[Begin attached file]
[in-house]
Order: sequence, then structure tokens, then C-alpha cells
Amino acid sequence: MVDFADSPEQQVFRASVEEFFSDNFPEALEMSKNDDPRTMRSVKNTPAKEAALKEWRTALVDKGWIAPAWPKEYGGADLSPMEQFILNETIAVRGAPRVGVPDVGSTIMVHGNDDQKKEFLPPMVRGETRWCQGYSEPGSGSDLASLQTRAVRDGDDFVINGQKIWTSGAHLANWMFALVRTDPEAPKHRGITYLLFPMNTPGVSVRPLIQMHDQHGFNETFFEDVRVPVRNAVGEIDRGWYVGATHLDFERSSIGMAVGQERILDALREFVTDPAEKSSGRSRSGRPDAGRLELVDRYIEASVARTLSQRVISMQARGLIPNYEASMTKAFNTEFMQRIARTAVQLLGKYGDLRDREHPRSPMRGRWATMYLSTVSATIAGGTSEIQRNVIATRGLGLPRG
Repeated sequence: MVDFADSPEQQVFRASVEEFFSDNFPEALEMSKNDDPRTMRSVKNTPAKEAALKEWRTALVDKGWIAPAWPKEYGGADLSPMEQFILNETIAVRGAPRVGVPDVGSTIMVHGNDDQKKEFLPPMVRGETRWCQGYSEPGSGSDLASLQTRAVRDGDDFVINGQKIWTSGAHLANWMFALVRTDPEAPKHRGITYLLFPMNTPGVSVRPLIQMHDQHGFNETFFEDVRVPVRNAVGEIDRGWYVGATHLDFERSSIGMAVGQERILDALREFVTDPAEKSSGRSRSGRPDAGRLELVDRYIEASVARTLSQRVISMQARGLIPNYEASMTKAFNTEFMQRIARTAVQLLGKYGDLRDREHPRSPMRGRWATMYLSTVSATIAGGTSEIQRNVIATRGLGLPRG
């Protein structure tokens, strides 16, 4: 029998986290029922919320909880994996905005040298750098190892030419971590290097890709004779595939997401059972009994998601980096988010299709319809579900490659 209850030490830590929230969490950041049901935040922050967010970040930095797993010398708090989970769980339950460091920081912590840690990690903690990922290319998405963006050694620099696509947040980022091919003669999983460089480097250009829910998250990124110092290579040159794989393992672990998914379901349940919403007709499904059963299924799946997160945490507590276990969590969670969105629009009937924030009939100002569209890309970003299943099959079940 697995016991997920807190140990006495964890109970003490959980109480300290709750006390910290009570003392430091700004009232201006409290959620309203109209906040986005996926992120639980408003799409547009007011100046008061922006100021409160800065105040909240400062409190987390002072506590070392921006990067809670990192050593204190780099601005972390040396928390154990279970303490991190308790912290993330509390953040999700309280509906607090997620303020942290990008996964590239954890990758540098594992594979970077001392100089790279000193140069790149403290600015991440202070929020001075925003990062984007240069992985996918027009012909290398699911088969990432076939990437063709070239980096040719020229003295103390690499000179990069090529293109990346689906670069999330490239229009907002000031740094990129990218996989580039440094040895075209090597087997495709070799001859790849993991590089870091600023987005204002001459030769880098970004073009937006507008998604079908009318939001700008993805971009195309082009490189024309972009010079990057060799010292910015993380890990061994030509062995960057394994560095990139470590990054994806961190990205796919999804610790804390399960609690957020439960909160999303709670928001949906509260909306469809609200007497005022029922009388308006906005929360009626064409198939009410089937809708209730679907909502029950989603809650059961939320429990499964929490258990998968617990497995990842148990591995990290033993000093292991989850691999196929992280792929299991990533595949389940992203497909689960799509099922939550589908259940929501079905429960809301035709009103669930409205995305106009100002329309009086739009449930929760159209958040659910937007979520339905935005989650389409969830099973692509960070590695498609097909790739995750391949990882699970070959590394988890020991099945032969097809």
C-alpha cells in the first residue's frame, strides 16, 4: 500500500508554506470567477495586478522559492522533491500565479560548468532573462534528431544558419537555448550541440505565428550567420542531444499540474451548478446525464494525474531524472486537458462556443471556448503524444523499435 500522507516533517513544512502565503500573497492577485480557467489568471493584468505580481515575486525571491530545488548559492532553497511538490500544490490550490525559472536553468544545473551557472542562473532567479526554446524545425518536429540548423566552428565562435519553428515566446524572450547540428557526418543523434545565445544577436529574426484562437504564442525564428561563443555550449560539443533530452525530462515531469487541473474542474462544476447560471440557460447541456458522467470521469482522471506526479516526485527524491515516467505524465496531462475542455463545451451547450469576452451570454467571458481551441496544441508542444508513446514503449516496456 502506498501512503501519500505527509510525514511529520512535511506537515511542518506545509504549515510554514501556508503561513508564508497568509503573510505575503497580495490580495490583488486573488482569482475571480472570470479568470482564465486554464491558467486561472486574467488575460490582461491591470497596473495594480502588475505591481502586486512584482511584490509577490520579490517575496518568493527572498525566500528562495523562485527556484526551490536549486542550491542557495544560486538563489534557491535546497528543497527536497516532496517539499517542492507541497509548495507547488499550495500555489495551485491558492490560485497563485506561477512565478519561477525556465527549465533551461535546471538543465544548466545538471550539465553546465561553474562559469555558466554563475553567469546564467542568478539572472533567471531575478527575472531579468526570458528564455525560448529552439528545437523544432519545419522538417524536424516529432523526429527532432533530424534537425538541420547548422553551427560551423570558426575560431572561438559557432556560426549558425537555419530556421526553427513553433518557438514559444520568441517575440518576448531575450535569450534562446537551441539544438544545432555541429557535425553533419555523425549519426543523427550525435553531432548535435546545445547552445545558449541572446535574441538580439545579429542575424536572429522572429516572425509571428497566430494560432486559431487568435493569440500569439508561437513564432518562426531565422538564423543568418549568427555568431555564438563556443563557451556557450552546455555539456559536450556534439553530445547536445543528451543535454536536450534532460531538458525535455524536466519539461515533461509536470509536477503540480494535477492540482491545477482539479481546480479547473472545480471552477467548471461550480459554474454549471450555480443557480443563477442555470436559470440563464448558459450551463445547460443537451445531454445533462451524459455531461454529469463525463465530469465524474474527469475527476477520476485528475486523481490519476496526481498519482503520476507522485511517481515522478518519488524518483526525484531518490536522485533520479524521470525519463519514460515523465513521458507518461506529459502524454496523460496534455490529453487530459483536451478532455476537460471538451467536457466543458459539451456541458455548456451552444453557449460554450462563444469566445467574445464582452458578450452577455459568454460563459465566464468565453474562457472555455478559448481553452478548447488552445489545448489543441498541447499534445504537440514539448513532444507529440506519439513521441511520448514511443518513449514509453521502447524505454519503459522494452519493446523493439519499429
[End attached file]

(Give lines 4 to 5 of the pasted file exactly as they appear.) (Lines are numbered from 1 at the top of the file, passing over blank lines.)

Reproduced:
Repeated sequence: MVDFADSPEQQVFRASVEEFFSDNFPEALEMSKNDDPRTMRSVKNTPAKEAALKEWRTALVDKGWIAPAWPKEYGGADLSPMEQFILNETIAVRGAPRVGVPDVGSTIMVHGNDDQKKEFLPPMVRGETRWCQGYSEPGSGSDLASLQTRAVRDGDDFVINGQKIWTSGAHLANWMFALVRTDPEAPKHRGITYLLFPMNTPGVSVRPLIQMHDQHGFNETFFEDVRVPVRNAVGEIDRGWYVGATHLDFERSSIGMAVGQERILDALREFVTDPAEKSSGRSRSGRPDAGRLELVDRYIEASVARTLSQRVISMQARGLIPNYEASMTKAFNTEFMQRIARTAVQLLGKYGDLRDREHPRSPMRGRWATMYLSTVSATIAGGTSEIQRNVIATRGLGLPRG
């Protein structure tokens, strides 16, 4: 029998986290029922919320909880994996905005040298750098190892030419971590290097890709004779595939997401059972009994998601980096988010299709319809579900490659 209850030490830590929230969490950041049901935040922050967010970040930095797993010398708090989970769980339950460091920081912590840690990690903690990922290319998405963006050694620099696509947040980022091919003669999983460089480097250009829910998250990124110092290579040159794989393992672990998914379901349940919403007709499904059963299924799946997160945490507590276990969590969670969105629009009937924030009939100002569209890309970003299943099959079940 697995016991997920807190140990006495964890109970003490959980109480300290709750006390910290009570003392430091700004009232201006409290959620309203109209906040986005996926992120639980408003799409547009007011100046008061922006100021409160800065105040909240400062409190987390002072506590070392921006990067809670990192050593204190780099601005972390040396928390154990279970303490991190308790912290993330509390953040999700309280509906607090997620303020942290990008996964590239954890990758540098594992594979970077001392100089790279000193140069790149403290600015991440202070929020001075925003990062984007240069992985996918027009012909290398699911088969990432076939990437063709070239980096040719020229003295103390690499000179990069090529293109990346689906670069999330490239229009907002000031740094990129990218996989580039440094040895075209090597087997495709070799001859790849993991590089870091600023987005204002001459030769880098970004073009937006507008998604079908009318939001700008993805971009195309082009490189024309972009010079990057060799010292910015993380890990061994030509062995960057394994560095990139470590990054994806961190990205796919999804610790804390399960609690957020439960909160999303709670928001949906509260909306469809609200007497005022029922009388308006906005929360009626064409198939009410089937809708209730679907909502029950989603809650059961939320429990499964929490258990998968617990497995990842148990591995990290033993000093292991989850691999196929992280792929299991990533595949389940992203497909689960799509099922939550589908259940929501079905429960809301035709009103669930409205995305106009100002329309009086739009449930929760159209958040659910937007979520339905935005989650389409969830099973692509960070590695498609097909790739995750391949990882699970070959590394988890020991099945032969097809």